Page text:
In addressing this issue, the district court initially found that promotional literature disseminated by Harvestore, indicating that Harvestore was marketing a manure handling system, was sufficient evidence from which "a reasonable jury [could] find that defendant marketed a complete manure handling system and therefore could be liable for its defects." J.A. at 2160. Subsequently, however, the district court changed its view after determining that (1) the materials were irrelevant because they were published after the Schaffers purchased their manure handling system, and (2) the Schaffers did not purchase all the components of their system from Harvestore. J.A. at 2161. The district court concluded that because there was no evidence that Harvestore had marketed an integrated manure handling system, it had no duty to warn. The district court further distinguished Miles from the instant case because "the manufacturer in Miles produced an entire kit which included several components, and provided specifications and instruction for construction. [The] defendant's role in the design and construction of plaintiffs' manure handling system is much closer to the role of the manufacturers in Temple and Searls than the manufacturer in Miles." J.A. at 2161-62. However, the district court's focus on whether Harvestore marketed an entire system misframes the issue. Instead, the critical issue for determining whether Harvestore had a duty to warn turns more intimately on the extent of its involvement in the design and assembly of the finished system. If Harvestore provided instruction manuals for designing, constructing, and/or assembling a manure handling system which included component parts it manufactured, the company would have a duty to warn of foreseeable dangers resulting from a failure to follow such instructions. In the instant case, however, Plaintiffs have presented no evidence of such instructions. Plaintiffs have presented evidence of marketing literature, of operators manuals, and of a "Livestock Waste Facilities Handbook," see J.A. at 1199-1403, but no evidence of the instructions that might have been used to assemble/construct the system. In the absence of such evidence, Harvestore was under no duty to warn.
We have come to the same conclusion as the district court. The court, however, proceeded to find that under Ohio law an "alleged failure to instruct or warn does not support a strict liability claim," and consequently, even if Plaintiffs had proved a duty to warn, Defendants would not be strictly liable. See J.A. at 2164. We cannot agree. Ohio courts have clearly held that strict liability may result from a failure to warn. See Crislip v. TCH Liquidating Co., 52 Ohio St.3d 251, 255, 556 N.E.2d 1177, 1181 (1990) (" [A] product may be unreasonably dangerous and strict liability may apply as the result of the lack of an adequate warning even though the product has no design or manufacturing defect."). Even so, this error is inconsequential as this court has found that Defendants were under no duty to warn.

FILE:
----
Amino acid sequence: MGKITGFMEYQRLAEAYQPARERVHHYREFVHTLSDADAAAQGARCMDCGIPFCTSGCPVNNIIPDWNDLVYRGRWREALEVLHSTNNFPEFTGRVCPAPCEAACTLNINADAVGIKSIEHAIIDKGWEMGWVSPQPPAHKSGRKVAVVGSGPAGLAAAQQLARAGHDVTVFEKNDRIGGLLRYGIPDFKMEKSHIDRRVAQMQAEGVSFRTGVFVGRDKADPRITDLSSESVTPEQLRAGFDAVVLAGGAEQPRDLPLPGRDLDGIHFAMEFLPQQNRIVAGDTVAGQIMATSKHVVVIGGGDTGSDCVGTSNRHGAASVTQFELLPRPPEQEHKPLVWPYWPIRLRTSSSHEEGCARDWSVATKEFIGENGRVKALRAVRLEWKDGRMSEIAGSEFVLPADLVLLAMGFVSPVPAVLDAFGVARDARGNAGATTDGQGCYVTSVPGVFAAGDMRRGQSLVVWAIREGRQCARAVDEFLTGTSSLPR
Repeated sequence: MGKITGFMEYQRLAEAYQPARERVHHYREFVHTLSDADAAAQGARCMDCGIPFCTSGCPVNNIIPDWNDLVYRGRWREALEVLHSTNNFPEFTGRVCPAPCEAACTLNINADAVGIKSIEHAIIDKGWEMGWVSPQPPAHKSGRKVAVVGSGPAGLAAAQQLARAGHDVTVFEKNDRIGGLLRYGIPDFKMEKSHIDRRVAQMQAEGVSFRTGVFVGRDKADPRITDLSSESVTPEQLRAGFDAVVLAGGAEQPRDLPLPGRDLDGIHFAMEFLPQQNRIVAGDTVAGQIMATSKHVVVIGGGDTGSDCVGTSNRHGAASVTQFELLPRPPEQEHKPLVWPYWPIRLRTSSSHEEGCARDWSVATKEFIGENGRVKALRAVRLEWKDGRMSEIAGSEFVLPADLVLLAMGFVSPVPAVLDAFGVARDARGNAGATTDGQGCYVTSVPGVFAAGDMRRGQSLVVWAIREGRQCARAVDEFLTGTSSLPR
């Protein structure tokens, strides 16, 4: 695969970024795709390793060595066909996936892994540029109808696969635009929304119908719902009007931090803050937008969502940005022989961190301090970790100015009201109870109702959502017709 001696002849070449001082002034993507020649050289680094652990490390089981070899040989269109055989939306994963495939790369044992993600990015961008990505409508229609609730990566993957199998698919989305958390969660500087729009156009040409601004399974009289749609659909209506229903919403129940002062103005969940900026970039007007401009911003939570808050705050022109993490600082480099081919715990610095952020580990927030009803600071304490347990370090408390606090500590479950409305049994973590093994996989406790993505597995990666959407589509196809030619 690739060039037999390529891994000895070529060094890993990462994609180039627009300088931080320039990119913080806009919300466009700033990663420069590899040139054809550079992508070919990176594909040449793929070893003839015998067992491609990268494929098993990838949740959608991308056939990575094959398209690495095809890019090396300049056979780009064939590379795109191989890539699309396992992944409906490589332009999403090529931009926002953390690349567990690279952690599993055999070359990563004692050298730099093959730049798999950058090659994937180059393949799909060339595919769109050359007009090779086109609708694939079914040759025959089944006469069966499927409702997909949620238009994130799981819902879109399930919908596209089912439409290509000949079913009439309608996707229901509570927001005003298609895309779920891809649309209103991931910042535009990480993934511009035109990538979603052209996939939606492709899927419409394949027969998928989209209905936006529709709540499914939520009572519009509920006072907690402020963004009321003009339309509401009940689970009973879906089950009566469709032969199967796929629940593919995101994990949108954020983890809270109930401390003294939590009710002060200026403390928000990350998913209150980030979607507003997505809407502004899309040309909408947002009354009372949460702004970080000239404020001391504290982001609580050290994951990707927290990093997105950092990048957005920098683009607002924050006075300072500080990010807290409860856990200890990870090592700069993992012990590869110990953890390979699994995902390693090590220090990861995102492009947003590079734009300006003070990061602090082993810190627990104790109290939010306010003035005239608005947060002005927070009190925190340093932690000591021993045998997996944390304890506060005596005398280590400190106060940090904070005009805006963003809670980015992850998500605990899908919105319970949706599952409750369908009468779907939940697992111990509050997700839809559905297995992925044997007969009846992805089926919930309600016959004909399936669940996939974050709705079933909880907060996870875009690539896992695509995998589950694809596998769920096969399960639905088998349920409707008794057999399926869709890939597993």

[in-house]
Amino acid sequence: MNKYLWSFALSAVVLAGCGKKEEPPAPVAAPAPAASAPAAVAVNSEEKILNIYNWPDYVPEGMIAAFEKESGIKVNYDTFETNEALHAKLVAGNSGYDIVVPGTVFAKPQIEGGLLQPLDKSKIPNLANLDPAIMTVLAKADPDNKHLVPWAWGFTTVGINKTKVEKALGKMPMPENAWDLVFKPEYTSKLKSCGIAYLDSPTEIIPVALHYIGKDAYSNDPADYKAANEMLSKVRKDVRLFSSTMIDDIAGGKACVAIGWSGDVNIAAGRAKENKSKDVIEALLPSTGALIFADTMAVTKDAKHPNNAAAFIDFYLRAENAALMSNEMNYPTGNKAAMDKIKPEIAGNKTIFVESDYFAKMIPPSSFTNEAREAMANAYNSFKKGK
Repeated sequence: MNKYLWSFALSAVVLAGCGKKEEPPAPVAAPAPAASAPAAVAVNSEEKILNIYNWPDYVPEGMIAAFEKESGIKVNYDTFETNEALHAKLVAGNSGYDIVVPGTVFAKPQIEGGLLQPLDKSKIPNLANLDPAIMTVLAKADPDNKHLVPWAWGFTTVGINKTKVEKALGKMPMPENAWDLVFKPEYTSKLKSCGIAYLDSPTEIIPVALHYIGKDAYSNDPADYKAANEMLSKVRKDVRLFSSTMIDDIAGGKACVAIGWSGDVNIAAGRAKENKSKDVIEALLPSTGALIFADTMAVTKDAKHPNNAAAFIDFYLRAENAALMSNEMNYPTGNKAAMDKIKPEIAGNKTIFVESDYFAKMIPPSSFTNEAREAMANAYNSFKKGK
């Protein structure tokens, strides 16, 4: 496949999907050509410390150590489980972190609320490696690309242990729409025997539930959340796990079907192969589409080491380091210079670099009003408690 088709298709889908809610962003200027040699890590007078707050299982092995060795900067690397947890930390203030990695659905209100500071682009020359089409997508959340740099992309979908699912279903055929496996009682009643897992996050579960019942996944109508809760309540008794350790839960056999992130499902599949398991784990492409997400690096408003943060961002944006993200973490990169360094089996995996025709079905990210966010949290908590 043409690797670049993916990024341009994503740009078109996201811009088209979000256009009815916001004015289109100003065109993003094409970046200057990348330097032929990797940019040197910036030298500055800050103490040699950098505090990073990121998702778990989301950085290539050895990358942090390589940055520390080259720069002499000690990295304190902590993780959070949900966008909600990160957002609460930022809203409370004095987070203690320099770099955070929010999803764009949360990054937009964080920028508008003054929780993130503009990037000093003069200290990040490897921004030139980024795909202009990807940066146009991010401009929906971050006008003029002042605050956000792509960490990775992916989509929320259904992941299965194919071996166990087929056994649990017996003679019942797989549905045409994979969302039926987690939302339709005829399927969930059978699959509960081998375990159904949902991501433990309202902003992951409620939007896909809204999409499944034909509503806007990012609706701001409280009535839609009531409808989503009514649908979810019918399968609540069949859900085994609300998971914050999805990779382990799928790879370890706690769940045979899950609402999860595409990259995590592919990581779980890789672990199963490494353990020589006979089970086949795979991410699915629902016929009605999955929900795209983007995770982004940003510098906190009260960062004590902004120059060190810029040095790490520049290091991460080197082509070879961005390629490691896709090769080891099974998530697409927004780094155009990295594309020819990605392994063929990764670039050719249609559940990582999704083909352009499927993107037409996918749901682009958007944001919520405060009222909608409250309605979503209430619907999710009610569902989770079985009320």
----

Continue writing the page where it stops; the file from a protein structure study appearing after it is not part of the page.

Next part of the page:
With respect to Defendant Hedlund, Plaintiffs argue that Hedlund's placement of the pump's mode lever was defective. They suggest that this allegation sounds in strict liability for a defective product and should not have been treated as a failure to warn claim. The foundation for Plaintiffs' argument is that the placement of the mode lever is defective when combined with the likelihood of a user falling into an unguarded opening around the pump when reaching to change the mode. Consequently, the location of the mode lever on the pump is not defective when viewed alone. Because Hedlund was not involved in the installation or guarding of the pit, Plaintiffs' argument necessarily must fail. Plaintiffs have produced no evidence of defect attributable to Hedlund. Moreover, Plaintiffs' suggested cure for the alleged "defective mode lever" would be a warning regarding potential risks. Plaintiffs' Br. at 42. Accordingly, this claim was properly treated as a failure to warn claim.
Consistent with the analysis supplied above concerning a component manufacturer's duty to warn, Hedlund, as a component manufacturer who merely sold a pump to Gateway, had no duty to warn. Further, had the pump been installed according to Hedlund's specifications,4 and had the mode lever remained in the position instructed in Hedlund's manual, then Plaintiffs might have a claim. Yet, the pump was not installed as Hedlund recommended, and furthermore, several years after installation, the Schaffers changed the location and operation of the mode lever. See J.A. at 2168. Additionally, Hedlund's warnings regarding its pump were adequate for its foreseeable uses. Even if Hedlund's pump were in some way defective, Hedlund was under no duty to warn about dangers resulting from an unforeseeable improper installation of its pump. See Hargis v. Doe, 3 Ohio App.3d 36, 37, 443 N.E.2d 1008, 1010 (1981) (explaining that duty to warn is the duty "to exercise reasonable care to give the user information which [the manufacturer] has and which [the manufacturer] should realize would be necessary to make the use of the product safe").